When the redoubtable Julia approaches your table with a welcoming smile, she has but a twenty word opportunity to influence how you feel about your time in her lovely bijou Birmingham restaurant; and whether you plump for a bargain single course, or treat yourself to a tasty a la carte selection.
The way she'll smile and talk to you about the lovely lean cut of beef, the delicious chilled French wine, or the mussels being fresh in that morning. Not just pepper, but "a splash of pepper". It all matters.
Yes, corporate copywriters in some restaurants have maybe over-drizzled the menus, but this is important stuff. It's her restaurant. She cares about it. Julia wants you to enjoy your time there, spend a decent amount - and pledge to return. Yes, the food is crucial, and so are the words.
Just as TV now does food porn, words can do it too. When I write the words 'sizzling fillet steak', just try to stop your mind dwelling on that bloody cut of beef, smeared with English mustard.
There. You can't. It is the brain which causes salivation, and yours just has. In radio, just as in the kitchen, words matter.
You can always hear when a presenter is holding a newspaper cutting when they tell a story. The sentences are wrong, the words are wrong. The grammar is wrong. Hear them relate that same story, from memory, to a friend, 35, over a glass of Pinot later that night, and they'll choose the perfect words. Presenters gripping a cutting will try to put the item in their own language, but as long as the printed words are in front of them, you'll find the tabloid language seeping on-air like the disease it is.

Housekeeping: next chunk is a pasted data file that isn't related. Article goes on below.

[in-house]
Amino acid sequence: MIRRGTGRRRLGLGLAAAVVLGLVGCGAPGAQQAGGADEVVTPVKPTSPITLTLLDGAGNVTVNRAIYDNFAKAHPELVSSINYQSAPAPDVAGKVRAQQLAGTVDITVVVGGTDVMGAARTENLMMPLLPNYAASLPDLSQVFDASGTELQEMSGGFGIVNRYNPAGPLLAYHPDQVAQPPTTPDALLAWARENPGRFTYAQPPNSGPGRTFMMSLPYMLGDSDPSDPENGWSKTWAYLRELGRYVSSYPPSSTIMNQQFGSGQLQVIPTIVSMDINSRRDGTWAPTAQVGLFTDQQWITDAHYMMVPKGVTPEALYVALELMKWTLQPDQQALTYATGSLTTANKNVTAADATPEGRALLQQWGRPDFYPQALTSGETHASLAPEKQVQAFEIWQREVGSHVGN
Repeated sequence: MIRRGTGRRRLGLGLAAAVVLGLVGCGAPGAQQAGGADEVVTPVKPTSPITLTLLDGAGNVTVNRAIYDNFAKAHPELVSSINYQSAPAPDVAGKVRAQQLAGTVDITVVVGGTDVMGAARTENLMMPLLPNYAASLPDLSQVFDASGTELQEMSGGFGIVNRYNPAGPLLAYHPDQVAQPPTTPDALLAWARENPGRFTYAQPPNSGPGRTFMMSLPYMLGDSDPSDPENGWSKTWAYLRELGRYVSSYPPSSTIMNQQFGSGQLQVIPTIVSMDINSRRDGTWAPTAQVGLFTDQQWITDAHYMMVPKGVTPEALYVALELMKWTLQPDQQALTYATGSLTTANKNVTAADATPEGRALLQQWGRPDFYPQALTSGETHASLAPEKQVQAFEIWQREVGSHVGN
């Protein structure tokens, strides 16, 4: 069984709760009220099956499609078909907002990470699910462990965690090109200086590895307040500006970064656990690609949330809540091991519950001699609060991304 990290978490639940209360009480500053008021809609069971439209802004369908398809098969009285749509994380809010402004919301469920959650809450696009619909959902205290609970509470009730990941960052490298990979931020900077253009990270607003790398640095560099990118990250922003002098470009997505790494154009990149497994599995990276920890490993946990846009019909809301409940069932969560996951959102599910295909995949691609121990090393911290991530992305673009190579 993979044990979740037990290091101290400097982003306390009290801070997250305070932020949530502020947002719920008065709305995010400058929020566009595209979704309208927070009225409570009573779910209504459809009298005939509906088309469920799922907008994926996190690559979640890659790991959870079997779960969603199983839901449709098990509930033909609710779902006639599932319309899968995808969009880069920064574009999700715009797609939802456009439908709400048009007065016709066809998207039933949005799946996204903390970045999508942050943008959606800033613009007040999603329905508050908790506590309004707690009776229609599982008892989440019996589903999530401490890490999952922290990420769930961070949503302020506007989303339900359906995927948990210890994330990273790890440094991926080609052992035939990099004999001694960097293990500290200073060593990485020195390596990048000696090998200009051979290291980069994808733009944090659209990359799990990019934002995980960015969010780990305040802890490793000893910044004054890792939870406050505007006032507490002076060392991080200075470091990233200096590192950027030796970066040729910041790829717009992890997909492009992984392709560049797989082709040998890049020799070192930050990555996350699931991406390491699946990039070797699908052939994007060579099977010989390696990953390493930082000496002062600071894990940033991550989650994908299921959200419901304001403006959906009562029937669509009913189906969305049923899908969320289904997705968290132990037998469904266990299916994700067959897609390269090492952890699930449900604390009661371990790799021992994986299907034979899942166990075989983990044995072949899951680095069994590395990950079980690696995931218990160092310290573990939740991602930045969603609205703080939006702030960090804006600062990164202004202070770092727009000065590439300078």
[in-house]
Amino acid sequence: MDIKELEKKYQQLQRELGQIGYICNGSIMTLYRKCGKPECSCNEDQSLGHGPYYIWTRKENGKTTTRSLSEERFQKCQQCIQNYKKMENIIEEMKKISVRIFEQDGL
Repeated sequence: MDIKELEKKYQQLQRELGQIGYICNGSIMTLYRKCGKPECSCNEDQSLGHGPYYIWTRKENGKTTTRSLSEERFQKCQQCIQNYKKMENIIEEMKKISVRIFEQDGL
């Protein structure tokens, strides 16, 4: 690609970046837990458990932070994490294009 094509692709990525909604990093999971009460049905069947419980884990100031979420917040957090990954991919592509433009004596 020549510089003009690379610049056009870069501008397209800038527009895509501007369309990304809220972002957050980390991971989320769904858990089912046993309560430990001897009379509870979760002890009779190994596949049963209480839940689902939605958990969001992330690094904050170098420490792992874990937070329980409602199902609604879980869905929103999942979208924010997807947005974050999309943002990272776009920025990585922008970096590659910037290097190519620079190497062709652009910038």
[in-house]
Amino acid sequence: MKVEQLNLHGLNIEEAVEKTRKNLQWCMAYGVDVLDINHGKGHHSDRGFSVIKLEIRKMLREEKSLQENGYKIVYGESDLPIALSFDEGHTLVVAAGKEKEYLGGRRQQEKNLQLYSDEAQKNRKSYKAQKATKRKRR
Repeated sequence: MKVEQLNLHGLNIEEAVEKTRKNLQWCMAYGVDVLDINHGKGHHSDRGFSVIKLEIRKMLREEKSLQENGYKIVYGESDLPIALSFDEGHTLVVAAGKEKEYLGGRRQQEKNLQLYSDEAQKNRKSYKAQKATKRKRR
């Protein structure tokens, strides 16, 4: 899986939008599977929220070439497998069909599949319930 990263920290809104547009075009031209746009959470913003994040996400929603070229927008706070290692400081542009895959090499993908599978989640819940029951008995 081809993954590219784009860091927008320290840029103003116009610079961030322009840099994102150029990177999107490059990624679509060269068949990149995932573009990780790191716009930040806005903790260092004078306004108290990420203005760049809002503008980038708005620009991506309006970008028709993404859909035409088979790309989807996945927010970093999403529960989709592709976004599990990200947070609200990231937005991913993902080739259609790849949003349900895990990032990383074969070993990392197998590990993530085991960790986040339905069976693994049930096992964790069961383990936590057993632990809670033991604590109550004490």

Travel news is classic. If I hear again about my journey home being delayed by 'an earlieraccident', I'll scream. What the hell is one of those? As opposed to what? A lorry about to keel over? As a motorist, I do not care whether my delay is caused by the lorry still being there, or whether they are just now sweeping up the glass. I am simply delayed because there was an accident. If I were to ring a friend and tell them of my delay, I doubt whether I'd use the phrase 'earlier accident'. All accidents were earlier.